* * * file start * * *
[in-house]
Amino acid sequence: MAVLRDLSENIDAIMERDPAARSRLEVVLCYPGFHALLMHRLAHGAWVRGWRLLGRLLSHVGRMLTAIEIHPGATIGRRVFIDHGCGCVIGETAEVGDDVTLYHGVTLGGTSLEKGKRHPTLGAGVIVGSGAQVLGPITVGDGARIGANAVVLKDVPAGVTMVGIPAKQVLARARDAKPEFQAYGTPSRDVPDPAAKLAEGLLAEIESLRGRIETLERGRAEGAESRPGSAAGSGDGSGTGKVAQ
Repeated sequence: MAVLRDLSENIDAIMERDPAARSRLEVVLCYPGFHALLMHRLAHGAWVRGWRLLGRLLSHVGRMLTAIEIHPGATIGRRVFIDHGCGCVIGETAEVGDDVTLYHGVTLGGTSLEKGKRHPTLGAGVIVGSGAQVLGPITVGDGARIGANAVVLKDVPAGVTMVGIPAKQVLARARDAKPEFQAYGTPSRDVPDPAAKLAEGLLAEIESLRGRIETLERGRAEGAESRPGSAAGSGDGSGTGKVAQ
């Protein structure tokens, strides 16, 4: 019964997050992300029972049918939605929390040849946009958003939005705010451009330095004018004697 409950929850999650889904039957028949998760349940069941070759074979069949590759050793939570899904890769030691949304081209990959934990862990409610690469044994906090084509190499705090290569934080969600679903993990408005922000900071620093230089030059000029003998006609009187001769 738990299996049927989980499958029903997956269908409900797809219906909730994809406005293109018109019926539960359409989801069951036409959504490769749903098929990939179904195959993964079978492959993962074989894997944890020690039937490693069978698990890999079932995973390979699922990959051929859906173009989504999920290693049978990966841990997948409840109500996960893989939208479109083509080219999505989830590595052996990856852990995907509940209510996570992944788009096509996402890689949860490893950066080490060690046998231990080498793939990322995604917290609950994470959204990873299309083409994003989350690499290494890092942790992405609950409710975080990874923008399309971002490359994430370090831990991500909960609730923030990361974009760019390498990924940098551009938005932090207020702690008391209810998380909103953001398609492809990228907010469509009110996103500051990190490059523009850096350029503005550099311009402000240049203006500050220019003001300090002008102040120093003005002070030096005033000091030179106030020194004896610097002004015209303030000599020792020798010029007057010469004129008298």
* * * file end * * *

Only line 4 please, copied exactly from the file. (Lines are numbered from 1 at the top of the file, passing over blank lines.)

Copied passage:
């Protein structure tokens, strides 16, 4: 019964997050992300029972049918939605929390040849946009958003939005705010451009330095004018004697 409950929850999650889904039957028949998760349940069941070759074979069949590759050793939570899904890769030691949304081209990959934990862990409610690469044994906090084509190499705090290569934080969600679903993990408005922000900071620093230089030059000029003998006609009187001769 738990299996049927989980499958029903997956269908409900797809219906909730994809406005293109018109019926539960359409989801069951036409959504490769749903098929990939179904195959993964079978492959993962074989894997944890020690039937490693069978698990890999079932995973390979699922990959051929859906173009989504999920290693049978990966841990997948409840109500996960893989939208479109083509080219999505989830590595052996990856852990995907509940209510996570992944788009096509996402890689949860490893950066080490060690046998231990080498793939990322995604917290609950994470959204990873299309083409994003989350690499290494890092942790992405609950409710975080990874923008399309971002490359994430370090831990991500909960609730923030990361974009760019390498990924940098551009938005932090207020702690008391209810998380909103953001398609492809990228907010469509009110996103500051990190490059523009850096350029503005550099311009402000240049203006500050220019003001300090002008102040120093003005002070030096005033000091030179106030020194004896610097002004015209303030000599020792020798010029007057010469004129008298």